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Fire training in Iola

Exercises focus on propane emergencies

By Holly Neumann

Area firefighters were trained in how to respond to propane emergencies Wednesday, May 23, at the Iola Car Show grounds.

Approximately 40 firefighters from Iola, Scandinavia and Ogdensburg, along with propane industry professionals, shared propane safety information, response techniques and mitigation strategies.

The training was hosted by the Iola and Rural Fire Department, in partnership with the Wisconsin Propane Education & Research Council (WiPERC).

“This educational session includes a combination of classroom and live fire training,” said Emma Corning, WiPERC executive director. “During the hands-on portion of the session, firefighters will suit-up and have the opportunity to get tactical experience responding to several different propane emergency scenarios involving a grill, forklift cylinder, bulk storage tank and terminal piping props.”

According to Corning, this type of hands-on training is important.

“What’s great about this program is the fact that it is a combination of classroom and hands-on learning,” she said. “The live fire scenarios offer real life experience, which is incredibly valuable. But the classroom portion of the session is also a critical element of the training.”

To mount a safe and effective response to a propane incident, responders must understand how the product will behave and what harm it can do. These properties play a critical role in how to control and mitigate the incident.

“With propane and other flammable gas fires, the problem isn’t as easy as simply putting the fire out,” said Luke Van Noie, lead instructor for Fire & Industrial Response Enterprises. “Putting the fire out without stopping the flow of gas could cause a far greater problem. The gas may find an ignition source and cause an explosion.”

“Safety is our industry’s top priority,” Corning said. “We are committed to the safety and well-being of our fire service and other emergency responders, as well as the public.”

The program came at no cost to the department.

“This is why it’s so valuable for departments in small and rural communities who are primarily volunteer based,” said Corning. “WiPERC covers the cost of the instructor, meals for the students and the propane used during the demonstration portion of the training. We are able to offer the training during the evenings and sometimes on the weekend to best accommodate the volunteer firefighters.”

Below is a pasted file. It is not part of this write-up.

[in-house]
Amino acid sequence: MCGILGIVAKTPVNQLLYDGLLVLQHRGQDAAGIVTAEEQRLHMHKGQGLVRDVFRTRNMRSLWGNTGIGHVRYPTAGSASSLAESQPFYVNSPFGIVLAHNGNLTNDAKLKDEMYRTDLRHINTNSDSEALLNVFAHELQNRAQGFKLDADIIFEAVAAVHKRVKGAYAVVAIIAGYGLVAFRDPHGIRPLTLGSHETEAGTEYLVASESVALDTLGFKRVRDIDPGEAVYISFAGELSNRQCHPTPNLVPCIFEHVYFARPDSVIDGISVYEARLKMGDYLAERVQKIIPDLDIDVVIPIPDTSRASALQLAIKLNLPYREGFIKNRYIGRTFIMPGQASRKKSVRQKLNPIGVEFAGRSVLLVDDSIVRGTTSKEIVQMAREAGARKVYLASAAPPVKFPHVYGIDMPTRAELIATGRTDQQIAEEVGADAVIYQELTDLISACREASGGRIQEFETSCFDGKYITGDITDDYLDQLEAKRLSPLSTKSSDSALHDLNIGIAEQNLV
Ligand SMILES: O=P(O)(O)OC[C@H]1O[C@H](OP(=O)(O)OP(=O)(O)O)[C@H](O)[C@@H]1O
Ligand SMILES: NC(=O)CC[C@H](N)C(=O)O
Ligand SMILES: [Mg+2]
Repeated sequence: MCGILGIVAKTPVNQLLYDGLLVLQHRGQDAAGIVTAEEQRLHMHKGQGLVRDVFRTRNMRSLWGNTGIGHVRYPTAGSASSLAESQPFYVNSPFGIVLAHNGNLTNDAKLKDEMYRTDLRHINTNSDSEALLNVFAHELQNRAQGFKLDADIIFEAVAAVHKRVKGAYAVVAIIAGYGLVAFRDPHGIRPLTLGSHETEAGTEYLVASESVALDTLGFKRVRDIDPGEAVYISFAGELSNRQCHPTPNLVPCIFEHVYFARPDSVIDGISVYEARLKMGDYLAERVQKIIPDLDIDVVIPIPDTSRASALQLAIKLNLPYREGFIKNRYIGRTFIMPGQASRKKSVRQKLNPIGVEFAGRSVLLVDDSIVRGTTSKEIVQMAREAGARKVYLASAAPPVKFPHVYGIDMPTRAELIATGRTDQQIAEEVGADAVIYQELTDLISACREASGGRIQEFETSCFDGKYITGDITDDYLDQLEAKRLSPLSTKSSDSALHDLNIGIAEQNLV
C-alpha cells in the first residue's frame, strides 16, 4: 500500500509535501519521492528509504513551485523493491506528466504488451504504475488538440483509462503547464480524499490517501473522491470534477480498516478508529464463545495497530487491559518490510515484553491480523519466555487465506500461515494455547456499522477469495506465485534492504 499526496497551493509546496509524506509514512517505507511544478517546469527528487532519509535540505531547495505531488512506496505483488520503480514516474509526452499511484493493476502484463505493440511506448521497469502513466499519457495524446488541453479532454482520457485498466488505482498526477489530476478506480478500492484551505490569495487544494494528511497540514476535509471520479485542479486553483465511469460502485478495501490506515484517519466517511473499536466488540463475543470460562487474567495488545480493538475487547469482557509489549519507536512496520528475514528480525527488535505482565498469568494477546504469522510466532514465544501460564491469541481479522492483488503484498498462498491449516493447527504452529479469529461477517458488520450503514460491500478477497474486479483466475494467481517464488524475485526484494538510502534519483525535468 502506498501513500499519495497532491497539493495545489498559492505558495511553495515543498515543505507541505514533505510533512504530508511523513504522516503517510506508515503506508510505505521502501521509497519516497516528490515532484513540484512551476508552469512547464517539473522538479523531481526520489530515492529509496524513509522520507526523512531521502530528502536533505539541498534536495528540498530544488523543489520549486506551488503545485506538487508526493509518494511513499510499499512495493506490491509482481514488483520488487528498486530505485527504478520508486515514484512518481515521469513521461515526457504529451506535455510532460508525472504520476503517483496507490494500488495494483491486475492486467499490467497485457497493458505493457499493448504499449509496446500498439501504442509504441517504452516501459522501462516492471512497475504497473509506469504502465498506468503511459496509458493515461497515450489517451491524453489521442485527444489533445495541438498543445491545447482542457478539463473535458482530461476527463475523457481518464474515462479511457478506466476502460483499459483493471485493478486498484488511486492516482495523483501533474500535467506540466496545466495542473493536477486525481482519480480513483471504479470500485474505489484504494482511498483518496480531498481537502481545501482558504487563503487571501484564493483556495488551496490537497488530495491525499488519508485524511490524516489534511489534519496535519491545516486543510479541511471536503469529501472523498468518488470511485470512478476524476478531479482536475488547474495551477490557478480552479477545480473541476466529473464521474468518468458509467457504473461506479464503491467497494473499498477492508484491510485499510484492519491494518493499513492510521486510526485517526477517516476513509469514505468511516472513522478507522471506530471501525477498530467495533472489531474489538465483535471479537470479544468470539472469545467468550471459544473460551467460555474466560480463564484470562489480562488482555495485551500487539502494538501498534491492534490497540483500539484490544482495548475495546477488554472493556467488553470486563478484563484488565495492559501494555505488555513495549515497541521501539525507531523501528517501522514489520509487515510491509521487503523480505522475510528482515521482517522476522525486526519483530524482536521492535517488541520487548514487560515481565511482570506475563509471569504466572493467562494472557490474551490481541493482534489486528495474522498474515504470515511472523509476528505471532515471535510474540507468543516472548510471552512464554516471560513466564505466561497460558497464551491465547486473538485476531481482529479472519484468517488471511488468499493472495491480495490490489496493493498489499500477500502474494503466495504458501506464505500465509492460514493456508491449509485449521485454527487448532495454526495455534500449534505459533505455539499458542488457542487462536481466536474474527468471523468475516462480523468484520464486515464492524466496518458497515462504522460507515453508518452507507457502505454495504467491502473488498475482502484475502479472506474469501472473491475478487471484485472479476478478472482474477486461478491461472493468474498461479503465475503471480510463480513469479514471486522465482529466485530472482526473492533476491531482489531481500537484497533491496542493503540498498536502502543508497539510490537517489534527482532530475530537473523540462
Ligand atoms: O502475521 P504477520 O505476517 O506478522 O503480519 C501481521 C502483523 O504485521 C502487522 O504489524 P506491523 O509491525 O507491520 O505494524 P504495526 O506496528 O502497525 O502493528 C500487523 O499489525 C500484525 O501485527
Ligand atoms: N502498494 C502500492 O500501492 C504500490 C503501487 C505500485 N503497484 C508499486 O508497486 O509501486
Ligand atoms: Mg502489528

This training is designed to help emergency responders develop the knowledge and skills necessary to safely and effectively manage a propane fire emergency.

“Firefighters will walk away with a basic understanding on topics including the physical and chemical properties of propane; applicable standards codes and regulations; types of containers and their features; emergency response procedures; and hands-on tactical experience in five different emergency scenarios,” Corning said.

Scandinavia Fire Chief Bryan Fuhs believed the joint training exercise was an opportunity for area emergency personnel to review procedures to extinguish or contain propane incidents.

“The hazards associated with propane gas are unique and different on every call,” Fuhs said. “The live burn training that was provided allows us to have hands-on training in extinguishing these types of fires.”

Fire chiefs Paula Durrant and Jim Aanstad, of the Ogdensburg/St. Lawrence and Iola & Rural fire departments respectively, agreed.

“The propane fire training is very valuable,” said Aanstad. “It teaches us how to operate safely on various types of propane emergencies.”

“I loved the training,” said Durrant. “It was very helpful because everyone around here has LP gas.”

Van Noie offered advice to area firefighters.

“Stay vigilant. The fire service is a forever expanding and diverse profession,” he said. “Listen to your fire officers and the people who have been on the department a long time as their experiences cannot be learned from a book. Never forget it is a privilege to be a firefighter.”


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